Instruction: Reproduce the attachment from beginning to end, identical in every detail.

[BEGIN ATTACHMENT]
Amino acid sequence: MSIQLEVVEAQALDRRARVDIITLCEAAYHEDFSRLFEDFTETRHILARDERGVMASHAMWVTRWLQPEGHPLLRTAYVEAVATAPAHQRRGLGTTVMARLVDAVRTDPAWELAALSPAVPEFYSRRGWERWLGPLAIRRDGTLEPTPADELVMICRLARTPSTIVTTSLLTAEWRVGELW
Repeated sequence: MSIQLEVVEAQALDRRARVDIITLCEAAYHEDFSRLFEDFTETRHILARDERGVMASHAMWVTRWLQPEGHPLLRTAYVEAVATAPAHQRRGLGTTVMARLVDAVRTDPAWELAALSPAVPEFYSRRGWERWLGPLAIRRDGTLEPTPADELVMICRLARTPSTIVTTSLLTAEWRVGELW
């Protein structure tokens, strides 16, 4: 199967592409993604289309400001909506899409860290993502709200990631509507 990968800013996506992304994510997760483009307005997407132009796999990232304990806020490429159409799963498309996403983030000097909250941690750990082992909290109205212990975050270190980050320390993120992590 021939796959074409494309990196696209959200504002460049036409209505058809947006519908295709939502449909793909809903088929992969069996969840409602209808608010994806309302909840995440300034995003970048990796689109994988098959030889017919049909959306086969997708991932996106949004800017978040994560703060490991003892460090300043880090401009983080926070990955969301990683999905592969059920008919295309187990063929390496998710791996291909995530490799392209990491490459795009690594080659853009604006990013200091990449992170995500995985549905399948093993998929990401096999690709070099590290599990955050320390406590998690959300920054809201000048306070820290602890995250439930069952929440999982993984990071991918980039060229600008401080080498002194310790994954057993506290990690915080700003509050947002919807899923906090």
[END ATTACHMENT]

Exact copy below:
Amino acid sequence: MSIQLEVVEAQALDRRARVDIITLCEAAYHEDFSRLFEDFTETRHILARDERGVMASHAMWVTRWLQPEGHPLLRTAYVEAVATAPAHQRRGLGTTVMARLVDAVRTDPAWELAALSPAVPEFYSRRGWERWLGPLAIRRDGTLEPTPADELVMICRLARTPSTIVTTSLLTAEWRVGELW
Repeated sequence: MSIQLEVVEAQALDRRARVDIITLCEAAYHEDFSRLFEDFTETRHILARDERGVMASHAMWVTRWLQPEGHPLLRTAYVEAVATAPAHQRRGLGTTVMARLVDAVRTDPAWELAALSPAVPEFYSRRGWERWLGPLAIRRDGTLEPTPADELVMICRLARTPSTIVTTSLLTAEWRVGELW
């Protein structure tokens, strides 16, 4: 199967592409993604289309400001909506899409860290993502709200990631509507 990968800013996506992304994510997760483009307005997407132009796999990232304990806020490429159409799963498309996403983030000097909250941690750990082992909290109205212990975050270190980050320390993120992590 021939796959074409494309990196696209959200504002460049036409209505058809947006519908295709939502449909793909809903088929992969069996969840409602209808608010994806309302909840995440300034995003970048990796689109994988098959030889017919049909959306086969997708991932996106949004800017978040994560703060490991003892460090300043880090401009983080926070990955969301990683999905592969059920008919295309187990063929390496998710791996291909995530490799392209990491490459795009690594080659853009604006990013200091990449992170995500995985549905399948093993998929990401096999690709070099590290599990955050320390406590998690959300920054809201000048306070820290602890995250439930069952929440999982993984990071991918980039060229600008401080080498002194310790994954057993506290990690915080700003509050947002919807899923906090």